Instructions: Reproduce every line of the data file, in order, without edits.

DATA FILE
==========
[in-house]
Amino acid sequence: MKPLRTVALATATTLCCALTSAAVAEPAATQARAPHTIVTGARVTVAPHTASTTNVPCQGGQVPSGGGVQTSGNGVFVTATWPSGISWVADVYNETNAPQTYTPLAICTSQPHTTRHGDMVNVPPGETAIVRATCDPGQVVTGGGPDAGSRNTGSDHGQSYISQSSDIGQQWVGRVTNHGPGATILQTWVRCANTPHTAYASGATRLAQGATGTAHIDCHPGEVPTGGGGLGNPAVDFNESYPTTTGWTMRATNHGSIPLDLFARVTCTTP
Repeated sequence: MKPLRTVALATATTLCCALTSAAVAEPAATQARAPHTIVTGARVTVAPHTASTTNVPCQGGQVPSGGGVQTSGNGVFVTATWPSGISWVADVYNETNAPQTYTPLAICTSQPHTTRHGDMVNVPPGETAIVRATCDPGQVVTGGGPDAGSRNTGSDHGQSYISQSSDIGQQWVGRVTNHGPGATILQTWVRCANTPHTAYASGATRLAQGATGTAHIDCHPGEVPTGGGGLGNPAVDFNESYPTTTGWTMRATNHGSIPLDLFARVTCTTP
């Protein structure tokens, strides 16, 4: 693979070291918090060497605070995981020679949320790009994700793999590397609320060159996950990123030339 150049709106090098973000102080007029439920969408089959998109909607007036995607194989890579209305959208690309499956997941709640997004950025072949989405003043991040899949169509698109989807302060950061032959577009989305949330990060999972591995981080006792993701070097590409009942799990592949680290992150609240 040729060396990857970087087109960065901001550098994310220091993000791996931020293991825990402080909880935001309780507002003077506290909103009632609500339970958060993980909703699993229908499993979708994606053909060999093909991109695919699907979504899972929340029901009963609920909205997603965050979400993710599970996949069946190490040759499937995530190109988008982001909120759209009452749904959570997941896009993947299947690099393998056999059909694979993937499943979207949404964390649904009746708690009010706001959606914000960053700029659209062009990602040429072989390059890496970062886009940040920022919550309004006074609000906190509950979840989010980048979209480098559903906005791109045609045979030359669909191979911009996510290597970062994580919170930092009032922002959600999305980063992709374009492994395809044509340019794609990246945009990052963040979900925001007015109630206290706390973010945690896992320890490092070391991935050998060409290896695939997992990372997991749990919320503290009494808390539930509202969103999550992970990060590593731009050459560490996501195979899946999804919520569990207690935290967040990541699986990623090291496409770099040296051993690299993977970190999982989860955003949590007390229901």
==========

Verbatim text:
[in-house]
Amino acid sequence: MKPLRTVALATATTLCCALTSAAVAEPAATQARAPHTIVTGARVTVAPHTASTTNVPCQGGQVPSGGGVQTSGNGVFVTATWPSGISWVADVYNETNAPQTYTPLAICTSQPHTTRHGDMVNVPPGETAIVRATCDPGQVVTGGGPDAGSRNTGSDHGQSYISQSSDIGQQWVGRVTNHGPGATILQTWVRCANTPHTAYASGATRLAQGATGTAHIDCHPGEVPTGGGGLGNPAVDFNESYPTTTGWTMRATNHGSIPLDLFARVTCTTP
Repeated sequence: MKPLRTVALATATTLCCALTSAAVAEPAATQARAPHTIVTGARVTVAPHTASTTNVPCQGGQVPSGGGVQTSGNGVFVTATWPSGISWVADVYNETNAPQTYTPLAICTSQPHTTRHGDMVNVPPGETAIVRATCDPGQVVTGGGPDAGSRNTGSDHGQSYISQSSDIGQQWVGRVTNHGPGATILQTWVRCANTPHTAYASGATRLAQGATGTAHIDCHPGEVPTGGGGLGNPAVDFNESYPTTTGWTMRATNHGSIPLDLFARVTCTTP
């Protein structure tokens, strides 16, 4: 693979070291918090060497605070995981020679949320790009994700793999590397609320060159996950990123030339 150049709106090098973000102080007029439920969408089959998109909607007036995607194989890579209305959208690309499956997941709640997004950025072949989405003043991040899949169509698109989807302060950061032959577009989305949330990060999972591995981080006792993701070097590409009942799990592949680290992150609240 040729060396990857970087087109960065901001550098994310220091993000791996931020293991825990402080909880935001309780507002003077506290909103009632609500339970958060993980909703699993229908499993979708994606053909060999093909991109695919699907979504899972929340029901009963609920909205997603965050979400993710599970996949069946190490040759499937995530190109988008982001909120759209009452749904959570997941896009993947299947690099393998056999059909694979993937499943979207949404964390649904009746708690009010706001959606914000960053700029659209062009990602040429072989390059890496970062886009940040920022919550309004006074609000906190509950979840989010980048979209480098559903906005791109045609045979030359669909191979911009996510290597970062994580919170930092009032922002959600999305980063992709374009492994395809044509340019794609990246945009990052963040979900925001007015109630206290706390973010945690896992320890490092070391991935050998060409290896695939997992990372997991749990919320503290009494808390539930509202969103999550992970990060590593731009050459560490996501195979899946999804919520569990207690935290967040990541699986990623090291496409770099040296051993690299993977970190999982989860955003949590007390229901």